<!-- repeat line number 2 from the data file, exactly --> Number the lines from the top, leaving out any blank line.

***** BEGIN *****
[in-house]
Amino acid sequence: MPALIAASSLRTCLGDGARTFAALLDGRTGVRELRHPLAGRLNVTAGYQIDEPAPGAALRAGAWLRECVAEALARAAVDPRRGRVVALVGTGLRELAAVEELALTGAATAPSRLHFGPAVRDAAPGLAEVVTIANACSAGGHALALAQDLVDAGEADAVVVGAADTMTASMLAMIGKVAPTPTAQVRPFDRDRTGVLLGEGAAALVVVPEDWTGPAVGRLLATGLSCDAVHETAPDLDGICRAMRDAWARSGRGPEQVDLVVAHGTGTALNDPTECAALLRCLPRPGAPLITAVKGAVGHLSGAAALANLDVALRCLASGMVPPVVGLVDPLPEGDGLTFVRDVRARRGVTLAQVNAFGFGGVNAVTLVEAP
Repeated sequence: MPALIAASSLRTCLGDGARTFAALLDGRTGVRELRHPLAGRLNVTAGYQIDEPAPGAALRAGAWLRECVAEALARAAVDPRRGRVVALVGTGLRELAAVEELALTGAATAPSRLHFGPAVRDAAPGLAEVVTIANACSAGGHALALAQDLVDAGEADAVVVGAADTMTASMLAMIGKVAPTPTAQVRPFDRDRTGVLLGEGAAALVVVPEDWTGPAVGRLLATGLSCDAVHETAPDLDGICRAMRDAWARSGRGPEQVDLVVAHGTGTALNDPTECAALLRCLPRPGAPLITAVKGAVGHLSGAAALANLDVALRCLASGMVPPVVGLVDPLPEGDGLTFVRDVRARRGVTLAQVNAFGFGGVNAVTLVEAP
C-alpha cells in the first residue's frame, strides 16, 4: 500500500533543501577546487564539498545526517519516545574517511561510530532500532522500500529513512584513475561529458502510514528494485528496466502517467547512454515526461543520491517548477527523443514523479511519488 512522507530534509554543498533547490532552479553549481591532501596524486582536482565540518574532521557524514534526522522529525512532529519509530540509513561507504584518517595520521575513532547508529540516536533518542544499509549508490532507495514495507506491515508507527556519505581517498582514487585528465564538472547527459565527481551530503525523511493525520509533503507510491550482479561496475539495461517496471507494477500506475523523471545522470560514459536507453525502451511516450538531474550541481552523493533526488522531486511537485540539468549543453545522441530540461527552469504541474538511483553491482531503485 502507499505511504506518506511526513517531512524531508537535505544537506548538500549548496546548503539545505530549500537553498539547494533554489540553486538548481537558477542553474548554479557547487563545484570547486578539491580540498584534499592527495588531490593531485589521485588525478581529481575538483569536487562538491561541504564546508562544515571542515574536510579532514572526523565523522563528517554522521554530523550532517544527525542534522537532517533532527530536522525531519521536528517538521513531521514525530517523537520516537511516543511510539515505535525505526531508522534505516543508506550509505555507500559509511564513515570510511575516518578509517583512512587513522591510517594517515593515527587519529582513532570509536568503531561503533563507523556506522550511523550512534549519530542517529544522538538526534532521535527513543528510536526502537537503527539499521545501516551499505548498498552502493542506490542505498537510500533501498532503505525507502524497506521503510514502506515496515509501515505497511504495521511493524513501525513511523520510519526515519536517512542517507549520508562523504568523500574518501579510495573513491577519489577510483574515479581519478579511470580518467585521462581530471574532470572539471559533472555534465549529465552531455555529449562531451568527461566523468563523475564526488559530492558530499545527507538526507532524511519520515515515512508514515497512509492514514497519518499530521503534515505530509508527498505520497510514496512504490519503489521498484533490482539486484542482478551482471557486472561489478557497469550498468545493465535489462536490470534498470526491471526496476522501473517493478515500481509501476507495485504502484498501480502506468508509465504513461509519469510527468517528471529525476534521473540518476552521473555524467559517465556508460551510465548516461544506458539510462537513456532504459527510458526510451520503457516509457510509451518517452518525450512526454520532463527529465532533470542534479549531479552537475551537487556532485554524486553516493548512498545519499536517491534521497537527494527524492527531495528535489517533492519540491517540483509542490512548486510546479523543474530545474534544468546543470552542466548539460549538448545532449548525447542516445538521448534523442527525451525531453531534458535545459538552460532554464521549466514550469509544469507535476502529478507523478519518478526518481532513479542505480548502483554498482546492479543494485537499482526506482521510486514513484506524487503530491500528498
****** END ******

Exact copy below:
Amino acid sequence: MPALIAASSLRTCLGDGARTFAALLDGRTGVRELRHPLAGRLNVTAGYQIDEPAPGAALRAGAWLRECVAEALARAAVDPRRGRVVALVGTGLRELAAVEELALTGAATAPSRLHFGPAVRDAAPGLAEVVTIANACSAGGHALALAQDLVDAGEADAVVVGAADTMTASMLAMIGKVAPTPTAQVRPFDRDRTGVLLGEGAAALVVVPEDWTGPAVGRLLATGLSCDAVHETAPDLDGICRAMRDAWARSGRGPEQVDLVVAHGTGTALNDPTECAALLRCLPRPGAPLITAVKGAVGHLSGAAALANLDVALRCLASGMVPPVVGLVDPLPEGDGLTFVRDVRARRGVTLAQVNAFGFGGVNAVTLVEAP